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National action plan required to consolidate Ireland’s manufacturing success

Ibec report highlights scale of manufacturing sector and its importance to Ireland’s economy

Innovation Profile: Ibec

A new report from Ibec has highlighted the scope and scale of the manufacturing sector and its importance to Ireland's economy. Spanning everything from successful indigenous Irish companies to global companies of huge scale, manufacturing is one of the high performing engines of the Irish economy according to the Manufacturing in Ireland: Today, Tomorrow and Beyond report.

The report quantifies the economic contribution of the sector, which employs 260,000 people, accounting for over 12 per cent of total employment. It is responsible for €12.5 billion in wages and employment taxes annually, €1.7 billion of tangible investment and 27 per cent, or over €3 billion, of corporation tax receipts.

In addition, the sector spends over €19 billion each year on purchases of goods and services from other suppliers in the Irish economy.


The export performance is no less impressive. Irish-owned manufacturing exporters grew sales globally by over 80 per cent between 2010 and 2019, while the FDI manufacturing sector grew its exports by 44 per cent over the same period. Approximately 60 per cent of those exports are now part of global supply chains, one of the highest such ratios in the world.

According to OECD studies, about half of Irish private sector employment is sustained by this foreign demand – the second highest rate in the OECD.


Despite the sector's success, there are clear challenges ahead for manufacturing in Ireland, according to Ibec director of membership and sectors Sharon Higgins, who points to the results of a survey of members carried out by the organisation to coincide with the publication the manufacturing report.

While respondents expressed a high degree of confidence in business growth for the next six months, they expect increases in the cost of energy (95 per cent), raw materials (93 per cent) and wage growth (83 per cent).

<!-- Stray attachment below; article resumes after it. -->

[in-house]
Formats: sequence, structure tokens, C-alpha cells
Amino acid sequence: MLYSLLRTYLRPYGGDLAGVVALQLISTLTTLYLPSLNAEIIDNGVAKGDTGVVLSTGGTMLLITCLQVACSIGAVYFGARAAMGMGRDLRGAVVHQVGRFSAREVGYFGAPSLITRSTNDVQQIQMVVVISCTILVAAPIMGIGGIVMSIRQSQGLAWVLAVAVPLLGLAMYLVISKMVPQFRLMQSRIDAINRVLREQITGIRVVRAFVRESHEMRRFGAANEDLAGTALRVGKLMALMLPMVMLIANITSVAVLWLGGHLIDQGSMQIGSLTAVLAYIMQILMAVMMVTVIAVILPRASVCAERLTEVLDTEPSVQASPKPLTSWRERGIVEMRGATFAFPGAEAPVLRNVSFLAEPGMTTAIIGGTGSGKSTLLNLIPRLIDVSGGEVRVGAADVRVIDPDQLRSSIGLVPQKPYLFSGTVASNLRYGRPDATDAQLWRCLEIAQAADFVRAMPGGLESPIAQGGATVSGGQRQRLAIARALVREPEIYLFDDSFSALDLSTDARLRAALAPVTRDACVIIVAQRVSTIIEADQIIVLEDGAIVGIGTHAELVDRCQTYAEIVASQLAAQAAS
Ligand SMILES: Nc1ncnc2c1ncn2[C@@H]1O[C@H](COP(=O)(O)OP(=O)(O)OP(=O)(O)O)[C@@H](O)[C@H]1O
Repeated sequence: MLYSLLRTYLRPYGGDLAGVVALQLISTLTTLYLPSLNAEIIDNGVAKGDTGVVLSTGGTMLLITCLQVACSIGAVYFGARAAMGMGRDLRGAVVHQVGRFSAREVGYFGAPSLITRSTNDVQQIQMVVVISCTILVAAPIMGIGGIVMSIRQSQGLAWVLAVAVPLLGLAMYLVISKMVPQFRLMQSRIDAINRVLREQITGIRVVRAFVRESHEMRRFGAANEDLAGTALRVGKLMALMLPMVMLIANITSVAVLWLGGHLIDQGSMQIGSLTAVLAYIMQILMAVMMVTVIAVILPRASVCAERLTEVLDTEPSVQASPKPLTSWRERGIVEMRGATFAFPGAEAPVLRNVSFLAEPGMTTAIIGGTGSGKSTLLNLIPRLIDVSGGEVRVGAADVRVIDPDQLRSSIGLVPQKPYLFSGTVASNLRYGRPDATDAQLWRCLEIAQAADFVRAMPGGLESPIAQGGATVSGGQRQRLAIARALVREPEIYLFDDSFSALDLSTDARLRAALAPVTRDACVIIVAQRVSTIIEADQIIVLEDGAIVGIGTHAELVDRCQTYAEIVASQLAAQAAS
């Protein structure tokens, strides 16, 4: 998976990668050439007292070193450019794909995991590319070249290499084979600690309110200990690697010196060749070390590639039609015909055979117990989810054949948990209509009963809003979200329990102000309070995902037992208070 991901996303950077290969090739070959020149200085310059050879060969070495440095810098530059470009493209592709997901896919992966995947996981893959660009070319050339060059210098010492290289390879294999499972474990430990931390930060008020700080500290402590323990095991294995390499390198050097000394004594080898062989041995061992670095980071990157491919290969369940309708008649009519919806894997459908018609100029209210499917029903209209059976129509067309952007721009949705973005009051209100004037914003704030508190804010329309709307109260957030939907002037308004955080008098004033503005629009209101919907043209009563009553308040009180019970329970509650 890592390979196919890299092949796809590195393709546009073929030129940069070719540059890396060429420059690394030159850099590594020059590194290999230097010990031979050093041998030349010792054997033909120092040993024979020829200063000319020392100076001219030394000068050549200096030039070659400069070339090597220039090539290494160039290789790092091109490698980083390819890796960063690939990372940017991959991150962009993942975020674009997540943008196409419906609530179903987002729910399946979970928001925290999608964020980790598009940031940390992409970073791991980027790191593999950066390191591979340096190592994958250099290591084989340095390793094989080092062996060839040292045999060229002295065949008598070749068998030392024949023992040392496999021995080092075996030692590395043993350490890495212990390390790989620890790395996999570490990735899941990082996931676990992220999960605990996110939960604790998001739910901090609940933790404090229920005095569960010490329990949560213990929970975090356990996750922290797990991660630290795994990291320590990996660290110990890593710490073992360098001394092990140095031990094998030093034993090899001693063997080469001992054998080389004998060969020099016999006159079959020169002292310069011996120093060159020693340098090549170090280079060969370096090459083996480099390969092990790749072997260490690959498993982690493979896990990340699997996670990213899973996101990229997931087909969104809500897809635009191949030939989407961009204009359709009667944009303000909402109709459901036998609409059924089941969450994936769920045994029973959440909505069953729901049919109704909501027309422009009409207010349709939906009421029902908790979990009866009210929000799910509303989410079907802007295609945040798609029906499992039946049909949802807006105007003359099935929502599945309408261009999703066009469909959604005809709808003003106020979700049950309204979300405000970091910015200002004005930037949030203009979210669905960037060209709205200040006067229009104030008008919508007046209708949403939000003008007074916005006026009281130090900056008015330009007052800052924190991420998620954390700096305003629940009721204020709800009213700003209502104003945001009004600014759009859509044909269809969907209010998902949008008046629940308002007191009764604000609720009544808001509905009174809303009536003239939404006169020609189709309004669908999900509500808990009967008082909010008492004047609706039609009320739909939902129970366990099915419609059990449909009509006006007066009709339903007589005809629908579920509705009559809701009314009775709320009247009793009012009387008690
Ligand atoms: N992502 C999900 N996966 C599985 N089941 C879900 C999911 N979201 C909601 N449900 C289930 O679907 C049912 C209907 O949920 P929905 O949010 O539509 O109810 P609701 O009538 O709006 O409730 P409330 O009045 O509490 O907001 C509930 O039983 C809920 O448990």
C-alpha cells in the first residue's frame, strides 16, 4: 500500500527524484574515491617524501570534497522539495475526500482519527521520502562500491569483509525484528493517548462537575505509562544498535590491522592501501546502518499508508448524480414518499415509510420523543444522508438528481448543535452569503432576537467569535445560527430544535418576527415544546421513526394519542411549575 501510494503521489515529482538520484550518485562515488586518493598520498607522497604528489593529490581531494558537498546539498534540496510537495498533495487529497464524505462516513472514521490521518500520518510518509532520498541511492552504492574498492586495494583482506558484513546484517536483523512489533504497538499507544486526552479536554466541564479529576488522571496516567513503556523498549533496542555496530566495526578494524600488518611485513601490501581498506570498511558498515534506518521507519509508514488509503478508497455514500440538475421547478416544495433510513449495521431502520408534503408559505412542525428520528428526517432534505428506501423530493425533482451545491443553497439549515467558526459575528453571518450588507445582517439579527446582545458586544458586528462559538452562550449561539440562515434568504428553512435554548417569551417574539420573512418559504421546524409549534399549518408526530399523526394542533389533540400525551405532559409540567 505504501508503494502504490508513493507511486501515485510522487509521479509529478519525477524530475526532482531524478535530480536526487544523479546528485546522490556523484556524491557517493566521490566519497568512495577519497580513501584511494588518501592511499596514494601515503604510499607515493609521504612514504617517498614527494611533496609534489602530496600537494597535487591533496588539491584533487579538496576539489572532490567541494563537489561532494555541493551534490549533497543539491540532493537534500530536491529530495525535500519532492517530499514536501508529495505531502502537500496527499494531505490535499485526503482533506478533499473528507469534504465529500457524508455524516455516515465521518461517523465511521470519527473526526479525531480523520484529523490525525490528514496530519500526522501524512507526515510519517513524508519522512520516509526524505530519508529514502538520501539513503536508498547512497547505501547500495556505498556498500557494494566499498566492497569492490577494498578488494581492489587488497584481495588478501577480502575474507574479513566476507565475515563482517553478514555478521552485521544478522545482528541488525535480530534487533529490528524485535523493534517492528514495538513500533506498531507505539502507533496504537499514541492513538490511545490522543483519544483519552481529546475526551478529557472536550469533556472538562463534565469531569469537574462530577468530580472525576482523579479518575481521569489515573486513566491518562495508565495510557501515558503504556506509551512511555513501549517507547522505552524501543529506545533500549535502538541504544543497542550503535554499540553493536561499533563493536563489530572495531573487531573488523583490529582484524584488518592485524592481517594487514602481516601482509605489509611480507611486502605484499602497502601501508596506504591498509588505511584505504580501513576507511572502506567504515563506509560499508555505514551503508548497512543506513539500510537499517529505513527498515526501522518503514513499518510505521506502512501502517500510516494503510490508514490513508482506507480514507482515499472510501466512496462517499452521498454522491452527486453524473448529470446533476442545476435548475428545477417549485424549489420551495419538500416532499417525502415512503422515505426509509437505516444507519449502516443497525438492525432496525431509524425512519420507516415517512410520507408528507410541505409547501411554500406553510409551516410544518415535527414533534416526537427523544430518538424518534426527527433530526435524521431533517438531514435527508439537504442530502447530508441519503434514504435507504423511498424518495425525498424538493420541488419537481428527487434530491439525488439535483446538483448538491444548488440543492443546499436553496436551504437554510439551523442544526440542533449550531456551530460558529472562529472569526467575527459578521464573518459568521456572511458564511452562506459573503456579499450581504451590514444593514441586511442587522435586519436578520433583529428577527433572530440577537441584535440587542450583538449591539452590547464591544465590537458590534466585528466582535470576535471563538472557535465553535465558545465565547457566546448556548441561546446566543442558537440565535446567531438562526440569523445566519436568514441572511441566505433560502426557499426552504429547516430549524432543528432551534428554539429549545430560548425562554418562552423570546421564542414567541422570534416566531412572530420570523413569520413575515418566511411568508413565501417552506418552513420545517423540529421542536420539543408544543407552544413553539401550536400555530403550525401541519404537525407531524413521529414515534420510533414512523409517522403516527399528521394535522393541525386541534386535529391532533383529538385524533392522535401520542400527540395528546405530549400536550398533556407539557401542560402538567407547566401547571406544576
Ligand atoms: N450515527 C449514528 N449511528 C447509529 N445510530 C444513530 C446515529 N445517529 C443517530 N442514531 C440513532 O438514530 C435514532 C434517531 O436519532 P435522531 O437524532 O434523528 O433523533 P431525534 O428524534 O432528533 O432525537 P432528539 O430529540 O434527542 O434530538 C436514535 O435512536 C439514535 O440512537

Respondents also reported positive expectations of increases in export sales (60 per cent), productivity (48 per cent), growth in employment (44 per cent) and increased profitability (33 per cent).

"We believe there is an urgent requirement for a national action plan to address competitiveness in manufacturing and consolidate and grow its success on the world stage," says Higgins. "Areas of critical importance include improvements to tax regime issues, such as the R&D tax credit, support for digital transformation and the retention of free access to the UK market."

The report calls for improvements to the R&D tax credit regime to make it best in class internationally. These improvements would see the 15 per cent limit on qualifying outsourced expenditure to third level institutions and the restrictions on outsourcing to related parties removed. This would be consistent with the Knowledge Development Box rules as well as being in line with other jurisdictions.

On corporation tax, there is a specific call for full expensing of fixed investment for the sectors worst impacted by Covid-19 to be allowed for the years 2021 and 2022.

Capital Gains Tax entrepreneurs' relief also comes in for attention with a recommendation for the lifetime limit on capital gains to be increased to €15 million and an expansion of the relief to passive investors in areas with high growth potential. "This would send an important signal to serial entrepreneurs," says Higgins.

The Employment Investment Incentive Scheme (EIIS) is another area of focus. The report contends that investment and cashflow could be supported by doubling the annual limit and allowing up to €1 million on investments held over four years.

In line with the recommendations of the Indecon review, losses on EIIS investment should be allowed for CGT purposes and any gains on the sale of shares should be taxed as capital gains rather than income.

Digital agenda

On the digital agenda, the report calls for an acceleration in delivery of the national broadband plan to provide the 21st century infrastructure required to support digital innovation and digital entrepreneurship. In addition, administrative and planning delays to digital infrastructure should be addressed with priority being given to strategic physical and institutional infrastructure that supports advanced manufacturing.

“The export capability of indigenous Irish manufacturing can be further improved by introducing a state-supported export credit insurance scheme to make up for the anticipated gap in the supply of such insurance in the market,” says Higgins.

On sustainability, the report warns that a failure to reinforce climate ambition with adequate investment and policy supports could lead to “missed targets, higher energy costs, a weakening of national energy security and reduced industrial competitiveness”.

“Over the coming years, we will work with industry and other stakeholders to identify workable solutions to the many environmental challenges we face and enable Ireland to meet its targets in a way that is fair, cost effective and good for the economy,” says Higgins.